I devoured your book Re-Claiming the Bible for a Non-Religious World and am now reading Eternal Life: A New Vision as well as listening to your lectures on YouTube. I must say that I do feel betrayed by the Church. I’ve put so much energy into trying to have faith. Clearly, I’d have been better off hearing the truth as a boy. But, with your words, a load has come off my shoulders at the same time. At this point, I am very grateful to you for your hard work and for the clarity I have gained from it. I am also feeling the urgency, however, to learn as much as I can from you before you put your pen down. Please don’t ever do that.
The United States celebrated its 237th birthday this past week. It seems, therefore, a fitting time for some moments of national reflection. In today’s column I seek to identify some of the forces that now appear to hold this nation in its grip. America is, I believe, going through an identity transition in which a …
4 July 2013: JUNE 26, 2013, A GREAT DAY FOR AMERICA
I was surprised at how elated I felt on June 26 when the Supreme Court handed down its two historic decisions affecting gay and lesbian people. The first decision mandated federal recognition of gay and lesbian couples in states that permit same-sex marriage by declaring the Defense of Marriage Act (DOMA) to be unconstitutional. The …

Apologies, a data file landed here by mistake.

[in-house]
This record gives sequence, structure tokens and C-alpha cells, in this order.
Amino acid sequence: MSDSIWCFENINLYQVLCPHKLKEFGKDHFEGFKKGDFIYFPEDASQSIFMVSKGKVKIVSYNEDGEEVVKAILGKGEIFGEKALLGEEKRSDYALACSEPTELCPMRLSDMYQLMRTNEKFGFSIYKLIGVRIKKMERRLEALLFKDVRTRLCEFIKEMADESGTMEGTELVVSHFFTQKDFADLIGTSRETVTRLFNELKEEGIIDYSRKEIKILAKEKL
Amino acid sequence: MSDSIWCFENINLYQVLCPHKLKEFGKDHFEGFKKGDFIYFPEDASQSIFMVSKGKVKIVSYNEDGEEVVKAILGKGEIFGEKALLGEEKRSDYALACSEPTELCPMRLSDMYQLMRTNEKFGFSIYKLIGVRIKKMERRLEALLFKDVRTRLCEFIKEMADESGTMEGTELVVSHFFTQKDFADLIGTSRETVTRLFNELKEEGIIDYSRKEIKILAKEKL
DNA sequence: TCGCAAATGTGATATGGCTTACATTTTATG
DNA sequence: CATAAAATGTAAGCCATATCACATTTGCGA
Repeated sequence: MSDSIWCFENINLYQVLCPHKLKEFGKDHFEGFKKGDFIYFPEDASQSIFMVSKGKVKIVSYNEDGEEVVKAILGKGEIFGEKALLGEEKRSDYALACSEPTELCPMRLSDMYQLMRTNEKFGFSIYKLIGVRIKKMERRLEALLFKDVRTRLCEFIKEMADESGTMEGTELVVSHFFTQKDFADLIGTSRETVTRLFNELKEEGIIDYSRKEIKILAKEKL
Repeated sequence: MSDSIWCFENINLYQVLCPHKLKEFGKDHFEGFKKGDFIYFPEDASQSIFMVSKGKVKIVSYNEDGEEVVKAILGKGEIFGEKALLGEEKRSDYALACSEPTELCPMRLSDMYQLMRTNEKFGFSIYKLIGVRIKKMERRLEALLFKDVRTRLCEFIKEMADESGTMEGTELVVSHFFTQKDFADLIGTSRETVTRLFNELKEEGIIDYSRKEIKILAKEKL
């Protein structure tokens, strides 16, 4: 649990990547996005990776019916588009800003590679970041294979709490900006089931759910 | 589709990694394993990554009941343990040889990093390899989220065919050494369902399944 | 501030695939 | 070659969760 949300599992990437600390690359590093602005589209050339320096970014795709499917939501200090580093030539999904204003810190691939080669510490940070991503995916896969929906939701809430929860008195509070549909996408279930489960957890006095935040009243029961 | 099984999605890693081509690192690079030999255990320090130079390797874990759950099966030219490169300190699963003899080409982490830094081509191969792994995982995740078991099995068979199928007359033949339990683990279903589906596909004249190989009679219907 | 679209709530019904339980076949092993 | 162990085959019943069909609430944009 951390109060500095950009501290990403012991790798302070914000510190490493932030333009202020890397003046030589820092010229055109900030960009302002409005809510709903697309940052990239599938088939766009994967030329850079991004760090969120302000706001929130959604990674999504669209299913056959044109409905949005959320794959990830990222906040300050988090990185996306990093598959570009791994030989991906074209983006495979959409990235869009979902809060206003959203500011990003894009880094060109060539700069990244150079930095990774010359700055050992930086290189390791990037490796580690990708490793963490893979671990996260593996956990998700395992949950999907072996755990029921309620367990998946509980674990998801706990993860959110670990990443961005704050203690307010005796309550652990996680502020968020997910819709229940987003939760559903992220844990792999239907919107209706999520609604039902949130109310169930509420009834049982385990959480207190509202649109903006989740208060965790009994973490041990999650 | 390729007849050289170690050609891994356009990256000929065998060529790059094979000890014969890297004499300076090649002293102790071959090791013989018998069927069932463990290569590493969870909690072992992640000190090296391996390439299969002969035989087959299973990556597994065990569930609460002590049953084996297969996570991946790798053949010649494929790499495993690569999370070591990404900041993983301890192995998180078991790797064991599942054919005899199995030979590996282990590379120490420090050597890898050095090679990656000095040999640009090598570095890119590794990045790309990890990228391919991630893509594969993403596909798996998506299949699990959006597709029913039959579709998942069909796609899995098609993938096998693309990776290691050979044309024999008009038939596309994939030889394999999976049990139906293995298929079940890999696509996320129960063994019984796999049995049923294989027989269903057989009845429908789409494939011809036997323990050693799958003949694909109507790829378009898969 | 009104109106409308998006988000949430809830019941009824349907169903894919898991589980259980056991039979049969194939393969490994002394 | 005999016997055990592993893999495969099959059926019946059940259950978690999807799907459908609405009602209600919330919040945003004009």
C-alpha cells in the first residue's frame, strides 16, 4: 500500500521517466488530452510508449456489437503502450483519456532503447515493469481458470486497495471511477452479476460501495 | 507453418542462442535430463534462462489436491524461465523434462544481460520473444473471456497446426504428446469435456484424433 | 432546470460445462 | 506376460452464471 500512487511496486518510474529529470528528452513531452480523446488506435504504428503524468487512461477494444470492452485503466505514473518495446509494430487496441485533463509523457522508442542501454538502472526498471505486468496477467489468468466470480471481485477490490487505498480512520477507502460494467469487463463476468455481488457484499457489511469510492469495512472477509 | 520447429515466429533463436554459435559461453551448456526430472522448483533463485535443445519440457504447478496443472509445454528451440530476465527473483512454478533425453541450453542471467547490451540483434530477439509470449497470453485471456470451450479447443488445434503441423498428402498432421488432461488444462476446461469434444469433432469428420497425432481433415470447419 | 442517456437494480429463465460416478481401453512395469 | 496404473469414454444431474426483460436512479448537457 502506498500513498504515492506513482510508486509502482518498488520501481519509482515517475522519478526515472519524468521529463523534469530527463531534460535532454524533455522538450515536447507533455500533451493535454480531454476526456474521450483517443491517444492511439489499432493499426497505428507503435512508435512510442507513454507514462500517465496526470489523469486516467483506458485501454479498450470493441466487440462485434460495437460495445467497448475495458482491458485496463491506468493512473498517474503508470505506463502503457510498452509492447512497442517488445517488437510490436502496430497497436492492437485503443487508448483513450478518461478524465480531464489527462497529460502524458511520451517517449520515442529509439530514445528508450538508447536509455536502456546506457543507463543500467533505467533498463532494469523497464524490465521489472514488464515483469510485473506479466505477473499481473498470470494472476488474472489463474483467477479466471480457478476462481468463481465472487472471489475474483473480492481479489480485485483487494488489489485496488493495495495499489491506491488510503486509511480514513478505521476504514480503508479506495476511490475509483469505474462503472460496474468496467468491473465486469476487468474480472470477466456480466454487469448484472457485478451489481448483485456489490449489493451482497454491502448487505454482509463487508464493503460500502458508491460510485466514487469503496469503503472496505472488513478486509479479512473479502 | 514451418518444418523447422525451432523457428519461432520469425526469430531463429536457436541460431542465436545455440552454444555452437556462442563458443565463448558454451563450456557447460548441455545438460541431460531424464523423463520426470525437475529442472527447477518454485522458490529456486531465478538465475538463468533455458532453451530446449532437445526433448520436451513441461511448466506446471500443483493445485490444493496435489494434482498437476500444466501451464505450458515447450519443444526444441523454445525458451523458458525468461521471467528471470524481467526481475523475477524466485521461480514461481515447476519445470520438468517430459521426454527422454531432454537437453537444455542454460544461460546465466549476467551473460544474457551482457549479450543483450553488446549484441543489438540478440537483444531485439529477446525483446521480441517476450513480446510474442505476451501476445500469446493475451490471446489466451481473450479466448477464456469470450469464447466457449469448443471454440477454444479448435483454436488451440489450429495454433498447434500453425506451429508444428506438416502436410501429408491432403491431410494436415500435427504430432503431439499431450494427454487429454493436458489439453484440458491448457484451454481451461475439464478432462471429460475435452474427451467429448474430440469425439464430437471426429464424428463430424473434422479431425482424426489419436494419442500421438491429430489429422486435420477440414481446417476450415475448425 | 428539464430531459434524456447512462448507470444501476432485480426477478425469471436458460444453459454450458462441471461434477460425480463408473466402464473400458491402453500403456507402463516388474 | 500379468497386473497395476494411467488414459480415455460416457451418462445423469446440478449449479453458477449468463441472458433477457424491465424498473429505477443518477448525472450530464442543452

I greatly admire your writings and find them very helpful to me in understanding how it is possible to be a Christian in this day and age. I have a question, however, that intrigues me. I have just read a wonderful book about the 16th century heretic, Michael Servetus. It is entitled: Out of the Flames by Lawrence and Nancy Goldstone. Servetus was burned at the stake by John Calvin for being an anti-Trinitarian. I was struck by how modern (and appealing to me) the beliefs of Servetus sounded and how much that seemed to me like what I understand that you believe. I was also surprised to learn that his early followers started what became the Unitarian Church. Do you consider yourself somewhat like the Unitarians?
27 June 2013: My Mentors, Part 5 – Richard Henry Baker
He may have had fewer obvious gifts than any person I ever watched in a position of significant power and authority. He was not an impressive personality. One would describe him more as homespun than as notable. He was more like a favorite uncle or a comfortable neighbor. He was not particularly tall, perhaps stretching …